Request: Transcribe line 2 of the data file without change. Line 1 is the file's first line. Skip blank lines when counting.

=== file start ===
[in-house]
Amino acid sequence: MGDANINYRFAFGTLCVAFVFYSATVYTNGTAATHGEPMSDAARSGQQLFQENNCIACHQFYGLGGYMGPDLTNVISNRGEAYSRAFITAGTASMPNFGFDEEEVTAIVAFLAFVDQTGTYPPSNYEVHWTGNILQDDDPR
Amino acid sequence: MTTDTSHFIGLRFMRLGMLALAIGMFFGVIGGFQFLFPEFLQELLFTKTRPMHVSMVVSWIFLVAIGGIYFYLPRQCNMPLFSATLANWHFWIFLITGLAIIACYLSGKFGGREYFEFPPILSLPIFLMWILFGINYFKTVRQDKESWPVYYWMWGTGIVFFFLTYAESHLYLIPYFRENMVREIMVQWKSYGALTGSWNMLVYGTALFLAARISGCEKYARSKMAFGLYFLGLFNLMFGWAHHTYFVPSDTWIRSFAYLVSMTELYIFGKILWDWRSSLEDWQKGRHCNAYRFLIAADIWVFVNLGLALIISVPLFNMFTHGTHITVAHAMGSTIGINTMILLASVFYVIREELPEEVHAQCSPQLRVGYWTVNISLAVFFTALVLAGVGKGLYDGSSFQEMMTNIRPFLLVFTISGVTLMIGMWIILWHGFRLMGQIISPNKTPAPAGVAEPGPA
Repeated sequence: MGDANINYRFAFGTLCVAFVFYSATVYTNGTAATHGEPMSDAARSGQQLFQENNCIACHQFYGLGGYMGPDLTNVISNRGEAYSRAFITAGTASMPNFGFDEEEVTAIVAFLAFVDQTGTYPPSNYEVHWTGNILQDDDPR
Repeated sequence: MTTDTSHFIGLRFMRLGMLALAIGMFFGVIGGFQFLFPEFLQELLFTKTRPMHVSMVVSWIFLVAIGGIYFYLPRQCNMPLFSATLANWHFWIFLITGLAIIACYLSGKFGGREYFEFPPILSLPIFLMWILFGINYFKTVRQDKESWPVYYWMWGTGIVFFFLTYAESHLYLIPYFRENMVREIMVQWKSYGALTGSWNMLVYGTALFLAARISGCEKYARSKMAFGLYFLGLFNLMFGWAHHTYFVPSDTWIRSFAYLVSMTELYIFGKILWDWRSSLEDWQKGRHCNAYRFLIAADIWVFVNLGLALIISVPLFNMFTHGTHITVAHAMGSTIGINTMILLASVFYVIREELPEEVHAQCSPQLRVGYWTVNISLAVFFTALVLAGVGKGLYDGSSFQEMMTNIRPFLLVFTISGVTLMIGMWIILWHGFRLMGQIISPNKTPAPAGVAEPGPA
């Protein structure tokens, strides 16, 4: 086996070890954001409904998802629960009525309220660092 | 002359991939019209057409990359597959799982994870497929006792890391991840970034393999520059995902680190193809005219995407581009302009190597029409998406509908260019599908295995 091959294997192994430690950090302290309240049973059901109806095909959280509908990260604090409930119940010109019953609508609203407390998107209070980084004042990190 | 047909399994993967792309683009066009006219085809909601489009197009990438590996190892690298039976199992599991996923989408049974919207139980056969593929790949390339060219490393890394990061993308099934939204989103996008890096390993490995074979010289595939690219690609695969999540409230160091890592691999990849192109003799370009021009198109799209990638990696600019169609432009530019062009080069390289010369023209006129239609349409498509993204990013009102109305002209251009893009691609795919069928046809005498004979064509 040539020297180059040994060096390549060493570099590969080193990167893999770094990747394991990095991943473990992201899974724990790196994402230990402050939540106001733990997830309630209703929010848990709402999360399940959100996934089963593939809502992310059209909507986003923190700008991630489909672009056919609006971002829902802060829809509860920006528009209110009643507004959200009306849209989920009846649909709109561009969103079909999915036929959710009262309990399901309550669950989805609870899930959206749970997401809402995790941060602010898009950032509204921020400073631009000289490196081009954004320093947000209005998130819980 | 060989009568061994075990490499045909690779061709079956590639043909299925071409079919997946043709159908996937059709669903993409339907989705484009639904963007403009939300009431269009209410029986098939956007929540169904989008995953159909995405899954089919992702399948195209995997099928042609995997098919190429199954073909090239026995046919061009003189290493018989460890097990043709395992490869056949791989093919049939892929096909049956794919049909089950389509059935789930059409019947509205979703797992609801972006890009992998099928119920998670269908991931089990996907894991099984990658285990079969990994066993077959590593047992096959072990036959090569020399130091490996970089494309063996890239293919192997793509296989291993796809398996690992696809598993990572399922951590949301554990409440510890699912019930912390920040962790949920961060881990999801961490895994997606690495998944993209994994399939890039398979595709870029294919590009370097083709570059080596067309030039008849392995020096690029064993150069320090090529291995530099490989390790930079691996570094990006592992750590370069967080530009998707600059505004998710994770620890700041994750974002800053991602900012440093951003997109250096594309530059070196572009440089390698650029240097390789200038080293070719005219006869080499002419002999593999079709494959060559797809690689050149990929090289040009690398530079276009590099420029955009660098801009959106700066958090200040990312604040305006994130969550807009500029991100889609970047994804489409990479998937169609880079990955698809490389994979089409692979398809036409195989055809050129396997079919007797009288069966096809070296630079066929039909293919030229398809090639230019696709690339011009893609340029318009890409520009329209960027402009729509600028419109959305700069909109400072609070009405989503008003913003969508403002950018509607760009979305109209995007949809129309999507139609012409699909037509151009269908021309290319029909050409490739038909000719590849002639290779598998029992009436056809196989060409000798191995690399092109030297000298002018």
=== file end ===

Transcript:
Amino acid sequence: MGDANINYRFAFGTLCVAFVFYSATVYTNGTAATHGEPMSDAARSGQQLFQENNCIACHQFYGLGGYMGPDLTNVISNRGEAYSRAFITAGTASMPNFGFDEEEVTAIVAFLAFVDQTGTYPPSNYEVHWTGNILQDDDPR